Twenty years ago a retired pastor offered me some advice following my seminary graduation ceremony. "When you get on a plane, never tell the person sitting next to you that you're clergy unless you want to spend your entire flight listening to their personal dilemmas or 'stump the pastor' questions." He chuckled in his delivery, but I knew by the look in his eyes he was offering me wise counsel.
Most clergy could probably write a book about their exchanges with strangers on planes, buses and trains. Personal. Probing. Often touching. Sometimes awkward.
A year ago, when my fellow passenger in row eight inquired about my occupation, I casually shared I was a pastor who had been called to serve as associate director of a seminary's center for biblical preaching. He nearly dropped his newspaper. "Finally, I have found someone who can answer my question. I like my pastor a lot, but can you tell me why his sermons are so boring?" This question was a first. As he and I began to chat, I immediately sensed his sincerity. His was a question I needed to think about and answer.
A Lilly-endowed study of more than 10,000 Christian laypeople revealed that while 78 percent of them have never discussed a sermon with their preacher, church members do have strong opinions and deep hopes for their pastor's preaching. The study found that:
- Laypeople listen to a sermon expecting inspiration to encourage spiritual growth.
- Laypeople look to preaching for spiritual leadership, especially as it relates to current life and societal issues.
- Laypeople rely on preaching for serious spiritual content about the Bible and not good advice that can be found in a self-help book.
- Laypeople listen to preaching expecting a long-lasting impact. When this happens, listeners are motivated to return for another church service.
- Laypeople come to church hoping for a sermon that will make a difference in their hearts and an impact on their lives. Unfortunately too often they spend the sermon passing their time by doling out lifesavers to their children, doodling on the bulletin insert or making a mental "to do" list for the upcoming week.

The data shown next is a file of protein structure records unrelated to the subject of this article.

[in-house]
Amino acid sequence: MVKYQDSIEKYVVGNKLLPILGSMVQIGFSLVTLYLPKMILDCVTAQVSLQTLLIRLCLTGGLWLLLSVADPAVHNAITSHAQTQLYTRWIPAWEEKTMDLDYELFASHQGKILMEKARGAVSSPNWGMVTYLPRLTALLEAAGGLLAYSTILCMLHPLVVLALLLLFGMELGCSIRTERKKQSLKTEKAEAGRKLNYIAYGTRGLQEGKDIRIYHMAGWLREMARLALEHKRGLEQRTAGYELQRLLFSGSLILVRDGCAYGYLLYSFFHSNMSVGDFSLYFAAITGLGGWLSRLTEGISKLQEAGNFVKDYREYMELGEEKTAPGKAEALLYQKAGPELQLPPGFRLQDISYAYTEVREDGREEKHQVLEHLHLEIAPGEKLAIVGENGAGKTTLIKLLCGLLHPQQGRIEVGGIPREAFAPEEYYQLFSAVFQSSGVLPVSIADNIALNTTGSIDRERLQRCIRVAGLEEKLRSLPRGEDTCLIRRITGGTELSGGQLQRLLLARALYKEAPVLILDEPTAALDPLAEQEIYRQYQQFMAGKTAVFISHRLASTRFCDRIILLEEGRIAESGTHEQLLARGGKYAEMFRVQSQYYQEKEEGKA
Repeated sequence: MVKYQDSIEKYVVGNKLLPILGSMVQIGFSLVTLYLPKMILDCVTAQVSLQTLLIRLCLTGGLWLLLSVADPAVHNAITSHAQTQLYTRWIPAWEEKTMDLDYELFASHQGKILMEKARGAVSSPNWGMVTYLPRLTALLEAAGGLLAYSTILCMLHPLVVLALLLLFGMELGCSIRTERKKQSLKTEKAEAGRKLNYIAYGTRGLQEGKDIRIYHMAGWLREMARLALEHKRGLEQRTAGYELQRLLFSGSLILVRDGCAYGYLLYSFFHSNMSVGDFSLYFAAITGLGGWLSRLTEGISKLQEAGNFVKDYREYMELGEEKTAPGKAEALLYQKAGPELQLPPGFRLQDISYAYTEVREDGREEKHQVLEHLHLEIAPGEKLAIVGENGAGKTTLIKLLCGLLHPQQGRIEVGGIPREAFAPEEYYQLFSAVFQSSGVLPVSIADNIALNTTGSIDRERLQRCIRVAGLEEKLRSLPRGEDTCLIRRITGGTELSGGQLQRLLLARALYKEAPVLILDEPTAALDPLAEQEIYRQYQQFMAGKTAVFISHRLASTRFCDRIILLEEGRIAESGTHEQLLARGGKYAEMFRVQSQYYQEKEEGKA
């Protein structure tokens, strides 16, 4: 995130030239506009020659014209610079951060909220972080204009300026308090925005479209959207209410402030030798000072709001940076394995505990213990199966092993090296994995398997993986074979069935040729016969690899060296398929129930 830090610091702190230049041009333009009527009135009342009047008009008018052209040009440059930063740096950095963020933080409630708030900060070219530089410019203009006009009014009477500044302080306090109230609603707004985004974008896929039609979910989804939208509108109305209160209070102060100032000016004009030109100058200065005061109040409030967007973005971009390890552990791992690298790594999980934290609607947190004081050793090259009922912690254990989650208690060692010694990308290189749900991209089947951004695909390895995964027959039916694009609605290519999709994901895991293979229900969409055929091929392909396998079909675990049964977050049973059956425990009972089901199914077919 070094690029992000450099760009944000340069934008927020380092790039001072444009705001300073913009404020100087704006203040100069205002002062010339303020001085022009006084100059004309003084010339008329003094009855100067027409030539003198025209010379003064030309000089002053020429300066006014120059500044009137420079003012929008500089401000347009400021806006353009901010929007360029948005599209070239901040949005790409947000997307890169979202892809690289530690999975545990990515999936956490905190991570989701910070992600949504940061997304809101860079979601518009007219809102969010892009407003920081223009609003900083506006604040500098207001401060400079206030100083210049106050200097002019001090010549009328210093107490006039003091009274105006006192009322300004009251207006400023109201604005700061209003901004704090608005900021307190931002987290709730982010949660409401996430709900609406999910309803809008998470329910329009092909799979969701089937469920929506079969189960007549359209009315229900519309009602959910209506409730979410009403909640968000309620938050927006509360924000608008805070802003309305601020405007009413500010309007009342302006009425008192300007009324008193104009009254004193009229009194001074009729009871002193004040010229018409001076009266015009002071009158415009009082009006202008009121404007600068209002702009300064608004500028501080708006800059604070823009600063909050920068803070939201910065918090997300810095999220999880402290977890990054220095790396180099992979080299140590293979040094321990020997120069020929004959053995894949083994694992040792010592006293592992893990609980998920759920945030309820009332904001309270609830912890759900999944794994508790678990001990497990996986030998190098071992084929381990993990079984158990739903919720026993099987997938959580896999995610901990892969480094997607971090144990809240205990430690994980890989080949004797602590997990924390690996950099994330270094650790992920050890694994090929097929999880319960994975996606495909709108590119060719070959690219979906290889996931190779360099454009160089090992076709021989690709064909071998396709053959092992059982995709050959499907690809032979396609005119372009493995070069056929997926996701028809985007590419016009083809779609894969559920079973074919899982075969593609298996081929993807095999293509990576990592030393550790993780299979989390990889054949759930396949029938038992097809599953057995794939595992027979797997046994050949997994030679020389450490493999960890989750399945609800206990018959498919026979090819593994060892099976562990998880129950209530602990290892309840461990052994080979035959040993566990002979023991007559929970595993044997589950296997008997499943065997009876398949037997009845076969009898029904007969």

And yet, the truth is I have never met a pastor who wanted to preach a bad sermon. Most preachers are genuinely devoted to their craft, striving to compose meaningful and life changing messages week after week. But this desire must be paired with the reality of congregational life. Clergy stand on the frontline of life in its harshest form. In any given week, a death, an unexpected illness, a parishioner crisis or community disaster can simultaneously fall upon one or several members of a congregation. The critical time a pastor has carved out for sermon preparation is quickly filled with their important calling to be present and offer much-needed pastoral ministry. Caregivers often put themselves last. Clergy are no exception.
When Saturday night rolls around, a pastor can be exhausted from the week's unanticipated emergencies and still have hours of preparation to complete for Sunday morning's message. It's no wonder the sermon isn't what s/he had hoped to preach, even with a myriad of good intentions.